Skip to main content
Advertisement
Advertisement

Fish farmers join call for ‘key worker’ childcare places

Salmon farmers have joined other food producers in calling for 'key worker' designation for business-critical staff. File photo: SSF.
Salmon farmers have joined other food producers in calling for 'key worker' designation for business-critical staff. File photo: SSF.

Salmon farmers and processors have joined other food producers in asking the Scottish Government to provide greater clarity to the country’s 32 local authorities on who they should define as key workers, to support the supply of food across the country during the Covid-19 epidemic.

Advertisement

The food producers, comprised of Scotland’s leading farming, fishing, food and drink organisations, are also urging businesses to follow some critical steps to reduce staffing to the bare minimum required to secure Scotland’s food supply.

In a joint statement, the producers said that in England, Wales and Northern Ireland, national advice has been issued defining key workers as including those involved in the production, delivery and sale of food.

Case by case decision

However, in Scotland, no such advice has been issued and it is being left to 32 local authorities to make a case by case decision on individual businesses and groups of workers.

Schools in Scotland were closed indefinitely on Friday to help prevent the spread of the coronavirus which causes Covid-19, but key workers such as frontline medical staff are being allowed to send their children to school so that they don’t have to take time off work to look after them.

Julie Hesketh-Laird, chief executive of the Scottish Salmon Producers’ Organisation (SSPO), said: “Public health is the top priority currently and salmon farmers are working to keep those who work in the sector safe while caring for our livestock. But we also recognise the importance of keeping fresh food supplies such as Scottish salmon available to households throughout this crisis.

Julie Hesketh-Laird: Stessed the importance of keeping fresh food supplies.
Julie Hesketh-Laird: Stessed the importance of keeping fresh food supplies.

‘Consistent approach’

“That is why the SSPO is working with other food and drink bodies, with local authorities and the Scottish Government to try to ensure a consistent, Scottish-wide approach to this issue of ‘key workers’ to help keep essential fresh food being supplied. 

“Our members are working hard to reduce staffing levels to the lowest possible number required to maintain the production of essential goods. Many local authorities are still working on and reviewing their lists of key workers and we urge them, to help keep fresh food supplies available, to recognise the importance of those who work in essential fish farming roles.

“We will remain regular dialogue with Councils and the Scottish Government.

Reduce staffing levels

The statement from the food producers, including both the SSPO and processors’ organisation the Scottish Seafood Association, said food and drink businesses are being asked to:

  • Reduce staffing levels to the lowest possible number required to maintain the production of essential goods
  • Not to contact a local authority to make the case for key worker designation unless it is the measure of last resort after all other measures have been explored first (e.g. shift changes, halting some production lines, alternative childcare arrangements)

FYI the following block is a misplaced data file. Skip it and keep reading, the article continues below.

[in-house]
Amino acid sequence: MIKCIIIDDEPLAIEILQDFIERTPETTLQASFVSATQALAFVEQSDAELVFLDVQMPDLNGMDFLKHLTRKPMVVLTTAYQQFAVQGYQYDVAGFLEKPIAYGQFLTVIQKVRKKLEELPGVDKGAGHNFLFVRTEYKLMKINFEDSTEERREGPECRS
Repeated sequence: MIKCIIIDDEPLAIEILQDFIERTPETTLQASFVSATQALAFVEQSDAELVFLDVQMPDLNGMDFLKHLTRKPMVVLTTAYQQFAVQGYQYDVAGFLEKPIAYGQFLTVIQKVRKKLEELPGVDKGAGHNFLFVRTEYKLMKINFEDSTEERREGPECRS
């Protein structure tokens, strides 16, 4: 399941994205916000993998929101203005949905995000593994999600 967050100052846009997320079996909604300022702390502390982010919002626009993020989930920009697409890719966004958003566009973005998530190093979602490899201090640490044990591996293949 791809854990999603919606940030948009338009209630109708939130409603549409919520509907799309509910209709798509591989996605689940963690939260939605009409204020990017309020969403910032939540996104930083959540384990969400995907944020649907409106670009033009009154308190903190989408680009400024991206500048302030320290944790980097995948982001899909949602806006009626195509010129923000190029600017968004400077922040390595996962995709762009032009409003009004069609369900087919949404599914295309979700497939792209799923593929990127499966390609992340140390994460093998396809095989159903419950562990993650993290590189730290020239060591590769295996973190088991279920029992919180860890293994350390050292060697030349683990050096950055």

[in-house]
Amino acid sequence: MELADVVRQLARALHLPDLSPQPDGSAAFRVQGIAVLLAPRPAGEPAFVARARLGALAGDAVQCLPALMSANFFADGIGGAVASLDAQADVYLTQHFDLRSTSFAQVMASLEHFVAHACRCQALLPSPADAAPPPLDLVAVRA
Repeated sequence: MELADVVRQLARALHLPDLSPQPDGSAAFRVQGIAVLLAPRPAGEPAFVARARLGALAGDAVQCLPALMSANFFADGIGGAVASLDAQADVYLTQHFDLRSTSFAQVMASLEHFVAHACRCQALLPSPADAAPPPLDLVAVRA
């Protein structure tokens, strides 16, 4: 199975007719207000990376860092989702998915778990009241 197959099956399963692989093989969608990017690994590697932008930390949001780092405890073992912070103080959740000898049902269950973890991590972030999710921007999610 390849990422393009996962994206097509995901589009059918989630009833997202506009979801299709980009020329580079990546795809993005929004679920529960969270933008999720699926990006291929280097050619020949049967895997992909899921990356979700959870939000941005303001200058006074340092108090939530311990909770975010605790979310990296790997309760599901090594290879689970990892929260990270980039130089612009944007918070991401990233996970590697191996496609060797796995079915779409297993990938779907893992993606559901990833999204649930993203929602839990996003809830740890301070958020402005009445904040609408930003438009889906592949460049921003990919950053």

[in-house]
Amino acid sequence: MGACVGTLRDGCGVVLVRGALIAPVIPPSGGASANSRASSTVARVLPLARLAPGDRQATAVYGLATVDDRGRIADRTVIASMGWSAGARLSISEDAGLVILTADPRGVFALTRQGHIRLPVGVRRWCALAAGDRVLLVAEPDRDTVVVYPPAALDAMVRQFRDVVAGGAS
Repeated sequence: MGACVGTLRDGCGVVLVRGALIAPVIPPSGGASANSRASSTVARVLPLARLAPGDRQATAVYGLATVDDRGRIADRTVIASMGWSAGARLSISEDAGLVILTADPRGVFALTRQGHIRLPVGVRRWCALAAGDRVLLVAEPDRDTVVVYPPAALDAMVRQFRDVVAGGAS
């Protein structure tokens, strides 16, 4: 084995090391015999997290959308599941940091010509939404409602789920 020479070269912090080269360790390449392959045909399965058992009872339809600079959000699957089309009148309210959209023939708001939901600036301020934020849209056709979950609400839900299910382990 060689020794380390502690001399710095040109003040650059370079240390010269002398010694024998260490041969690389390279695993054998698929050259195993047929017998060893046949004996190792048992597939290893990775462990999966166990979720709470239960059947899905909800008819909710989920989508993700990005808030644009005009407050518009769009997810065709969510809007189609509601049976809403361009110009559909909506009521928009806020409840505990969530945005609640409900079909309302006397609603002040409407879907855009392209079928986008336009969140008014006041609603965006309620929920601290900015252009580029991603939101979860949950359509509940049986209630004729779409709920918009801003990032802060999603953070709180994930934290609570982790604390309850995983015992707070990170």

• Only seek designation for “business critical” roles.

The statement said: “All the industry organisations recognise the vital importance of keeping the definition of key workers incredibly narrow. The numbers of children attending schools must be kept as low as possible. In addition, prioritisation should clearly be for category 1 key workers, such as those saving lives in our NHS.

Category 2 designation

“Against that background though, the industry organisations have also stressed the importance of ensuring the ongoing supply of food and drink into key public services and retailers. At present, some local authorities have recognised the priority of food supply under category 2 of the key worker designation. That is welcome. However, many have not.

“Food and drink products cross council boundaries when going from where they are produced, to where they are processed, to where they are sold. An inconsistent approach and a lack of support for councils in defining key workers, could add further strain to a food supply chain already under enormous pressure.

Challenging to strike balance

“All the organisations recognise the huge efforts of Ministers in the face of issues of incredible complexity and gravity. It is hugely challenging to strike a balance between protecting public health and maintaining essential services, with very difficult decisions required. We commit to do all we can to support that effort, to take tough decisions ourselves. We will be working further in the coming hours and days to help define specific roles with food and drink production. That way, the essential balance between public health and ongoing food supply can be found.”

The other that have put their names to the statement are: Scotland Food & Drink, FDF Scotland, Scottish Agricultural Organisation Society (SAOS), National Farmers Union Scotland (NFUS), Quality Meat Scotland (QMS), Seafood Scotland, Scotch Whisky Association (SWA), Scottish Fishermen’s Federation, Scottish Association Meat Wholesalers (SAMW), Dairy UK, Agricultural Industries Confederation Scotland (AIC Scotland) and Scottish Bakers.

Advertisement